Out of that bungled, unwise war An alp of unforgiveness grew.william plomer: 1960 'The BoerWar'.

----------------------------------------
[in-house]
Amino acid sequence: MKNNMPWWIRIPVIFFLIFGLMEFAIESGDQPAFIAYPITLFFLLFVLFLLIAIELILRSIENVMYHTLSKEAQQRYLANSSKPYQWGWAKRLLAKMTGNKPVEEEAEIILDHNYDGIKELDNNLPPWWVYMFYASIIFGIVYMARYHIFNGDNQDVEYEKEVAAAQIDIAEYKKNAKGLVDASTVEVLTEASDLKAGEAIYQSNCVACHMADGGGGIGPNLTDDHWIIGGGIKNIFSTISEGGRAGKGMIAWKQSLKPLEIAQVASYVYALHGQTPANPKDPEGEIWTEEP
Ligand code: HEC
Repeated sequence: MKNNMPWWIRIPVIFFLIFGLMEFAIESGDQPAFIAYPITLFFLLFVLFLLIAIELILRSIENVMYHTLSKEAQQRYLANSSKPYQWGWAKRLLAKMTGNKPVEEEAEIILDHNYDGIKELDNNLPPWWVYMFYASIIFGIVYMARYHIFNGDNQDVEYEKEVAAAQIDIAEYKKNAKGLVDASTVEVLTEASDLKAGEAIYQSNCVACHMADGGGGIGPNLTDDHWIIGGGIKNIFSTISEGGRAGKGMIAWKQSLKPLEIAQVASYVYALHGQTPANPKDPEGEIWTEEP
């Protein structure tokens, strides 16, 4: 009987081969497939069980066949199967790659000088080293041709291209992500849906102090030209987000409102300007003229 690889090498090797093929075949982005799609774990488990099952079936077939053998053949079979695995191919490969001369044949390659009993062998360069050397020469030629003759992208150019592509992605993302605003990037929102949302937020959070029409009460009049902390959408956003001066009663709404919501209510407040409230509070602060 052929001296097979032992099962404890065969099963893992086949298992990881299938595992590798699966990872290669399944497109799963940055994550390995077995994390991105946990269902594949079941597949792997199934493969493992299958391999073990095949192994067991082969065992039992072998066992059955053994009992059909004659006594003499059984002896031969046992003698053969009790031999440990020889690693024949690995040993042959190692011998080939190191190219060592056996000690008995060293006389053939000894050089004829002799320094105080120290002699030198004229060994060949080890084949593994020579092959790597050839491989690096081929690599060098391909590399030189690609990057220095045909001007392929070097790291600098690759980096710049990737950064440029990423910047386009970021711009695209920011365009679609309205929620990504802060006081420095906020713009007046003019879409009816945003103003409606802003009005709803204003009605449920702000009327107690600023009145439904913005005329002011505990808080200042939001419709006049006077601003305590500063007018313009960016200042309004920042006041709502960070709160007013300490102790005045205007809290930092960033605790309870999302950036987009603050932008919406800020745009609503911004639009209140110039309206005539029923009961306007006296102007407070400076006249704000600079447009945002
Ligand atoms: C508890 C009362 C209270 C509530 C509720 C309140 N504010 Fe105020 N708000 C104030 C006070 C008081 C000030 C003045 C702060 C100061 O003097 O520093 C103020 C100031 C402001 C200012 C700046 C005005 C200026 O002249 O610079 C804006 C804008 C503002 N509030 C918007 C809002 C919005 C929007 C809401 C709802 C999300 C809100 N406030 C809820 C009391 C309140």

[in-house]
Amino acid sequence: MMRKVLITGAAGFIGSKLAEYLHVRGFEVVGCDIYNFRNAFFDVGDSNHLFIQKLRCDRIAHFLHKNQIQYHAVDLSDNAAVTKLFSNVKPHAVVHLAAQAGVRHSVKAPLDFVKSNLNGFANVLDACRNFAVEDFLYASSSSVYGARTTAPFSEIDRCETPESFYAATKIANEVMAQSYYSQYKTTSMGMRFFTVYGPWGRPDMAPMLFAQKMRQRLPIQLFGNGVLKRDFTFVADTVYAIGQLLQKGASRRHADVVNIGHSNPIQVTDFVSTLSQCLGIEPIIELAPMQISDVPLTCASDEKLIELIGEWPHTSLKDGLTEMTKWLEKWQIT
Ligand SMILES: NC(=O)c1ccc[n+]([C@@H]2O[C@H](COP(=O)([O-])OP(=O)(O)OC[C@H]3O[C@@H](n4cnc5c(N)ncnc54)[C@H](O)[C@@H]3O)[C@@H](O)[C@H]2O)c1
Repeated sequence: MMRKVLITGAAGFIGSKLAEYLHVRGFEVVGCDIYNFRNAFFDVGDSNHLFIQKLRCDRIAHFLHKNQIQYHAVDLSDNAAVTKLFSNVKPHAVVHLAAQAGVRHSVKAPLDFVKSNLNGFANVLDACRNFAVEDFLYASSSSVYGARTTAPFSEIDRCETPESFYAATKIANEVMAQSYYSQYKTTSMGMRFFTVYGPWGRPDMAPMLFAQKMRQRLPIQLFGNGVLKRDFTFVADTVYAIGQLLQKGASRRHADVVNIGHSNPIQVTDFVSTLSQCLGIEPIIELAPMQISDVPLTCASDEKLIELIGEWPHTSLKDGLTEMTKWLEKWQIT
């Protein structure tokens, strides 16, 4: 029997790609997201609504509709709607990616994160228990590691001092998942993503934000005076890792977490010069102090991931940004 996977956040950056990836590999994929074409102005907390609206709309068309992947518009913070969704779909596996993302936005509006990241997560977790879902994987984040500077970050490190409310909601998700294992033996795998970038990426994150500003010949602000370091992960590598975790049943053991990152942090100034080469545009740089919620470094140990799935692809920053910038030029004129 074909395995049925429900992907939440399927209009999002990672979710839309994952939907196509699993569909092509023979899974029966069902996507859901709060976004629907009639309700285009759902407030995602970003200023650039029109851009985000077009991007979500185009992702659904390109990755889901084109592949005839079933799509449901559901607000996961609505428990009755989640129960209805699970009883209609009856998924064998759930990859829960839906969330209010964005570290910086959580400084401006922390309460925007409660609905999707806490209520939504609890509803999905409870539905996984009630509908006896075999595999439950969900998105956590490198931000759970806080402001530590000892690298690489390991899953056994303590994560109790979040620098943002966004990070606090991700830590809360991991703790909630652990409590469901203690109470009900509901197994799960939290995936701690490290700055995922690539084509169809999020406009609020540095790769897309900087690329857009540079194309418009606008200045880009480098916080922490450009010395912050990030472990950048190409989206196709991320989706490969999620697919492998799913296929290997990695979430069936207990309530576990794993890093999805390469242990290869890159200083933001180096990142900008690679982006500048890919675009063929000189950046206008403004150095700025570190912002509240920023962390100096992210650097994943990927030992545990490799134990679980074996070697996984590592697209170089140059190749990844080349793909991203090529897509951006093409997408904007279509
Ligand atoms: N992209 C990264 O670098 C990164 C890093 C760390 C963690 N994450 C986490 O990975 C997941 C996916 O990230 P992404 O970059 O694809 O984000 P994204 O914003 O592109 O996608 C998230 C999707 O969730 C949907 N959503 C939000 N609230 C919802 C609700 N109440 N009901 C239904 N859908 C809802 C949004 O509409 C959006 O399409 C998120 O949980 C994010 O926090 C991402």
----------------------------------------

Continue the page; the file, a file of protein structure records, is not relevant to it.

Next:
He loved hitherto-unthought-of, thereafter-unthinkable combinations of instruments. When some extraordinary array of players filed half-proudly, half-sheepishly on to the stage, looking like the Bremen Town Musicians if those were, as I think they were, a rooster, a cat, a dog, and a donkey you could guess beforehand that it was to be one of Gottfried’s compositions. His Joyous Celebration of the Memory of the Master Johann Sebastian Bach had a tone-row composed of the notes B, A, C, and H (in the German notation), of these inverted, and of these transposed; and there were four movements, the first played on instruments beginning with the letter b , the second on instruments beginning with the letter a , and so on. After the magnificent group that ushered in the piece (bugle, bass-viol, bassoon, basset-horn, bombardon, bass-drum, baritone, and a violinist with only his bow) it was sad to see an Alp horn and an accordion come in to play the second movement. Gottfriend himself said about the first group: “Vot a bunch!” When I asked him how he had thought of it he said placidly: “De devil soldt me his soul.”Randall Jarrell: Chapter 4: “Constance and the Rosenbaums”, p. 136